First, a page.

x 200 bhp Porsche air cooled piston engines. Cruise power
The first of the new Era.
Roger Munk was a qualified marine and naval engineer, which was
an excellent foundation for an airship designer. It was in 1971
that a company formed, named Aerospace Developments, a partnership
of an airship enthusiast, John Wood, and Roger Munk, naval architects.
Later on in that year, the company was awarded a study by the
Shell Oil company to develop a large rigid airship capable of
transporting pressurised natural gas.
Gas Transportation Airship
He originally had been engaged for 5 year upon designing Shell's
large Rigid Airship, and set up a project to study the transportation
of Natural Gas (NG) by airship from the Middle East to the UK.
The company had been looking at a series of design concepts. Shell
planned to use the airship to transport natural gas in gaseous
form, eliminating the costly equipment associated with shipping
liquefied natural gas by sea and, in particular, the need for
large amounts of fixed plant in politically unstable countries.
Barnes Wallis, who was probably our most experienced and most
successful airship designer, had been involved in the airship
project in its early stages but withdrew due to problems with
his design for a very large non-rigid.
The natural gas would have functioned as the primary lifting gas
on the loaded voyage, with a small amount of helium, plus hot
air from the airship's (gas-fuelled) engines, supporting it on
the empty return leg. The ship's structure would have been "of
a semi-monocoque type" of stressed metal/skin honeycomb sandwich
construction. The conceptual length was for an immense ship of
some 1,800ft long.
However in 1974, after a major budget review arising from the
sharp escalation of oil prices, Shell resolved to cut back their
long term research and development expenditure, and accordingly
the airship gas transporter project was shelved. As a result of
this the Monk/Wood partnership was free to design and build their
own airship prototype, albeit on a modest scale. Aerospace Development's
work showed that the Shell concept was impracticable, however
the advantage was that Aerospace Developments came into contact
with the latest materials and ideas
Aerospace Developments concept
had first took shape on the drawingboard in 1976 as a small non-rigid
airship of 120,000cft. It was originally designed to meet a need
foreseen by Roger Munk's partner, John Wood, as a general purpose
vehicle for operations in Peru. Later negotiations were made with
potential customers in Venezuela. A ship of this size was felt
as a better investment risk for potential financiers than the
vastly bigger rigid airship of the type which had been designed
for Shell. Accordingly Airship Developments decided to start small,
at the time, and ease their way in to a new field and gather knowledge.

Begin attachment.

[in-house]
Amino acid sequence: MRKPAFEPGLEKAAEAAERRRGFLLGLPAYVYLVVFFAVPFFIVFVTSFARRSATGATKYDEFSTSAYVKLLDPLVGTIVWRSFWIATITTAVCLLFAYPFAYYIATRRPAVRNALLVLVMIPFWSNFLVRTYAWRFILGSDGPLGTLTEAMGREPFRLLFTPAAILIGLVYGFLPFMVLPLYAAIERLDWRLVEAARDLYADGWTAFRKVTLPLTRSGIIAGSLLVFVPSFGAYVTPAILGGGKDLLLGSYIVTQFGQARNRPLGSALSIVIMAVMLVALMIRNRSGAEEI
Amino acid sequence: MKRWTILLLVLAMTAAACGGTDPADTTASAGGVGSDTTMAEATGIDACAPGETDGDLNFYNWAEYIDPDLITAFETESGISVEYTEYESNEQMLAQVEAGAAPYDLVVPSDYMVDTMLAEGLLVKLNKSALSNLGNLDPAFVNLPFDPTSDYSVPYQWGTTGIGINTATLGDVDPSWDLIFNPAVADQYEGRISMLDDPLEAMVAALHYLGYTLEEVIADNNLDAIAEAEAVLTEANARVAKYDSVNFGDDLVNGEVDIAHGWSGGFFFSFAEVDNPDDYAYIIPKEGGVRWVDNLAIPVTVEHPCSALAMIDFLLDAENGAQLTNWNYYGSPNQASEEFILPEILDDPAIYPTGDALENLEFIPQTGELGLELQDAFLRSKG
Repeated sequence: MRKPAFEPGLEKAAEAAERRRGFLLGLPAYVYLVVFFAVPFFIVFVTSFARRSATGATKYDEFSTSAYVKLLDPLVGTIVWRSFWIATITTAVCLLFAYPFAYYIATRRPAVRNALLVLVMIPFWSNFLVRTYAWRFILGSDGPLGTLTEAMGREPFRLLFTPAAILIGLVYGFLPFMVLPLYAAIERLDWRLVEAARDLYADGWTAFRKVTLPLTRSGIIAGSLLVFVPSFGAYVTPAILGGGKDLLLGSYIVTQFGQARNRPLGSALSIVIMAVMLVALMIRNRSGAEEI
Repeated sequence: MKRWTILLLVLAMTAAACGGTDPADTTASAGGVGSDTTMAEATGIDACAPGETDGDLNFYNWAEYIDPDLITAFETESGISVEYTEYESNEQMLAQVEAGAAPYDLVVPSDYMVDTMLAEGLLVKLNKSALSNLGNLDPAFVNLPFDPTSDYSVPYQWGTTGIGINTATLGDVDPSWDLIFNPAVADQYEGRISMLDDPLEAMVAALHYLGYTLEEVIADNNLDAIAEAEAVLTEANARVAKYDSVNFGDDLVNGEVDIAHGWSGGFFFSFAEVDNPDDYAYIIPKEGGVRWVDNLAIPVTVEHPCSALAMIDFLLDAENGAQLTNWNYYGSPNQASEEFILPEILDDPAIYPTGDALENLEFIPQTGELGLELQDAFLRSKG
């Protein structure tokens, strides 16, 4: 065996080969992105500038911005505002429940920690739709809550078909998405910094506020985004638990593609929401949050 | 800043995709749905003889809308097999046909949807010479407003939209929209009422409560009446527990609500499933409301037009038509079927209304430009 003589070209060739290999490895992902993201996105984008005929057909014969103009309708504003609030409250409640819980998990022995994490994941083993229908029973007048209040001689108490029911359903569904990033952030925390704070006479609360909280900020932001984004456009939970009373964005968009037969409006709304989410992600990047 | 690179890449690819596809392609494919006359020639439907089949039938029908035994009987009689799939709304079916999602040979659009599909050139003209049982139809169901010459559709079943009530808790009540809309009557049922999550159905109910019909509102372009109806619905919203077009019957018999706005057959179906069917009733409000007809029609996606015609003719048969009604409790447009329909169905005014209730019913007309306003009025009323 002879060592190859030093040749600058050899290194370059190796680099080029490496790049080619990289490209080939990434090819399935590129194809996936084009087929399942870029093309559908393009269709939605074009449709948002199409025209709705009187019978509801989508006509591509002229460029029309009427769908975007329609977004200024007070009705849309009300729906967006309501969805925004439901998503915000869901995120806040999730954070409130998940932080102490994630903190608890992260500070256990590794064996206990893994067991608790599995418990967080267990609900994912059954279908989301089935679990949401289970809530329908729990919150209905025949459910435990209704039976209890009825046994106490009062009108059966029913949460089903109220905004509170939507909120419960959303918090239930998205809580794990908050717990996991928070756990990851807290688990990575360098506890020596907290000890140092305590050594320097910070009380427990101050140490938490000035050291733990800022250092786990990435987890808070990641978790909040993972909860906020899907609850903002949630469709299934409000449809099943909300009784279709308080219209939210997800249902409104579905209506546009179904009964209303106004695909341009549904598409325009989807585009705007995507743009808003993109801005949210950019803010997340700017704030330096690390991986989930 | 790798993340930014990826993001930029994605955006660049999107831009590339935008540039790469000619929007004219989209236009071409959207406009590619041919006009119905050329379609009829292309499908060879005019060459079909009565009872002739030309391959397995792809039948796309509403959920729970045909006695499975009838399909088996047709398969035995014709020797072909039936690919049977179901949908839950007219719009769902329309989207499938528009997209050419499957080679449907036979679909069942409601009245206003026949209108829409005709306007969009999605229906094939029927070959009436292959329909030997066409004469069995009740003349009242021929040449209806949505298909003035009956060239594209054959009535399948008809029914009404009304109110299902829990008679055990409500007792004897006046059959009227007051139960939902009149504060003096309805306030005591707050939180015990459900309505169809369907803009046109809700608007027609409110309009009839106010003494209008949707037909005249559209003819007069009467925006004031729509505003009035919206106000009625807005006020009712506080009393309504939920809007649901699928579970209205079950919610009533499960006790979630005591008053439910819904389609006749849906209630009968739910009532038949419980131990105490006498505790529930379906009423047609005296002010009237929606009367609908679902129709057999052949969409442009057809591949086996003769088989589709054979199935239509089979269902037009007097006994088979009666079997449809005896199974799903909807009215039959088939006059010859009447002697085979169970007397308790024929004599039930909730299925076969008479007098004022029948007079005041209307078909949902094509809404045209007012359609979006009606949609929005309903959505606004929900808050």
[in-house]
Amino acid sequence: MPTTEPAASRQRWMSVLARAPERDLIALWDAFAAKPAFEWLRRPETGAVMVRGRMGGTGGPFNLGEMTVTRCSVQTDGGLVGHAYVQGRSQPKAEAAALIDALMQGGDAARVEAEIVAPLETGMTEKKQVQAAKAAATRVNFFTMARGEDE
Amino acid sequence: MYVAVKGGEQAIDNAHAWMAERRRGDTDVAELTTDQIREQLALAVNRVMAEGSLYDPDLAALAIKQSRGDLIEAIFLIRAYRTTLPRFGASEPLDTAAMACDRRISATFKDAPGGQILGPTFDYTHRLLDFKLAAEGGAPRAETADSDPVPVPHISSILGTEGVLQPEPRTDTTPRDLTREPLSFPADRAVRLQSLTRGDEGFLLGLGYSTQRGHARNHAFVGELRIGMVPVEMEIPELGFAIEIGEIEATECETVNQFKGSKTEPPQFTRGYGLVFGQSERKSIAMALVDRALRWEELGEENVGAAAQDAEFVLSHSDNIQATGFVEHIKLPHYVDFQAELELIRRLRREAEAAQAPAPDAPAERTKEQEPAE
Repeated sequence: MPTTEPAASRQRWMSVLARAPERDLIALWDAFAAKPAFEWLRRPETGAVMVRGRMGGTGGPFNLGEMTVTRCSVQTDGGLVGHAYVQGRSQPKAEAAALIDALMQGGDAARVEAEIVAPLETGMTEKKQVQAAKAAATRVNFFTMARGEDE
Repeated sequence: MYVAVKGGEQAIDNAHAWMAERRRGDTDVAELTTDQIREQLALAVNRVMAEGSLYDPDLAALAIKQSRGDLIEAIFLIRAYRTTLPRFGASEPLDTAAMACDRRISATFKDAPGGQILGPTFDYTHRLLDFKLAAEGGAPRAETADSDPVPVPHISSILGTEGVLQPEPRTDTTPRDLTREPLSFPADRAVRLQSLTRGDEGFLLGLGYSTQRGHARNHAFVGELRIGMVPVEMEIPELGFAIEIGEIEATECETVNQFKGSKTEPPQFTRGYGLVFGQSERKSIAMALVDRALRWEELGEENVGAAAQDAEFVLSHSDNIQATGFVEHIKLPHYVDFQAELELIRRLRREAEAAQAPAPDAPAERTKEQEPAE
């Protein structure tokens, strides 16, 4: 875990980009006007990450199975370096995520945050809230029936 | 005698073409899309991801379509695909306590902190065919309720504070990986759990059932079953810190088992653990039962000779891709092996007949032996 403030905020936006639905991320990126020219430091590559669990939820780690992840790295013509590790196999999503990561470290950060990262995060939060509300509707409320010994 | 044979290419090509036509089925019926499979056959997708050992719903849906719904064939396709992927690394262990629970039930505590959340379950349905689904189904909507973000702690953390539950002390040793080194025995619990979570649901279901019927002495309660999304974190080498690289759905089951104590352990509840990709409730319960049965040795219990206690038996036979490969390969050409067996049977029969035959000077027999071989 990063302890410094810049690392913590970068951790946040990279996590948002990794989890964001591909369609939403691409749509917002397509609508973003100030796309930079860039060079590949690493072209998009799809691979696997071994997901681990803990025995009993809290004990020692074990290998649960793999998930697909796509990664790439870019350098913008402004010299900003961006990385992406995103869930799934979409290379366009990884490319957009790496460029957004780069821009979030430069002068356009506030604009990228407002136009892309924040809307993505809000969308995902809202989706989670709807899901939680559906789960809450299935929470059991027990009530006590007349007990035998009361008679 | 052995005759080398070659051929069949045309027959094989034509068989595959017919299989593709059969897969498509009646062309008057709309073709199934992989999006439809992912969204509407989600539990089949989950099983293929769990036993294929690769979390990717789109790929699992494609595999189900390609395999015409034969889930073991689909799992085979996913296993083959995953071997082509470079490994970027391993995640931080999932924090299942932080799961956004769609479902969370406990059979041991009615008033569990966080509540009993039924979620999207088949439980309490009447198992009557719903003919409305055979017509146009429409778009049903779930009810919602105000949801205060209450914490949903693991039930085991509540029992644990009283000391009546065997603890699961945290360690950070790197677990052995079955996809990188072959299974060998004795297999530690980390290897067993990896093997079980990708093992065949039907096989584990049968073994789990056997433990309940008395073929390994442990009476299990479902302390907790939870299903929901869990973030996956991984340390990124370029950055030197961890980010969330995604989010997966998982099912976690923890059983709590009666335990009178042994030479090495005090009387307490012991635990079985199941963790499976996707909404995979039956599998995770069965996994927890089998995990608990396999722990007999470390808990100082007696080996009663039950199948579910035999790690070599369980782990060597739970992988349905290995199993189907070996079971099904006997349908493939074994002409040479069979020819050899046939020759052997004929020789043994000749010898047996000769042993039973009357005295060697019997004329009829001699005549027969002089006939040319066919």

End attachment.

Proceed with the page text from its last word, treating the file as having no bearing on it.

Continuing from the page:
However Roger became aware of the necessity to create a general
purpose vehicle with adequate reserves of speed and endurance,
the size of the prototype ship gradually crept up to it's 180,000cft.
The AD-500 might have been relatively small, "only"
about the bulk of a Boeing 747, Roger Munk was determined that
whatever it's role, it would incorporate every possible advantage
that modern materials and technology could provide. Using his
5 years experience from the Shell project, he felt his was in
a good position to achieve this. Munk also wanted to the make
the best use of the experience and knowledge of built up in the
earlier generations of airships, and apart from the documentary
evidence available at the time, he also obtained invaluable help
from some of the early airship pioneers. A typical example of
this was the use of vectored thrust, in the AD-500's design, whereby
the propellers, or ducted fans, can be tilted in pitch plane to
drive the airship upwards or downwards; in a similar principle
to the V/STOL BAe Harrier aircraft operated. The basic concept
was employed on the Willows airships circa 1910. In practice,
the resulting blend of modern technology with an old concept worked
perfectly first time, surprising many who had forecast major development
problems. With the contract, it was agreed that funding for the
project would only be released when certain key stages or milestones
had been completed.
Materials used in the ship
included thin single-ply polyester, coated with titanium dioxide-doped
polyurethane, for the envelope; Kevlar for the cables suspending
the gondola from the top of the envelope; a Kevlar nosecone moulded
in the same manner as glass-reinforced plastic; and a 30ft gondola
moulded by VickersSlingsby from Kevlar-reinforced plastic.
The use of Kevlar on the gondola achieved a significant reduction
in costs and weight with very little in the way of accompanying
problems. Similarly the tailfins were developed and patented a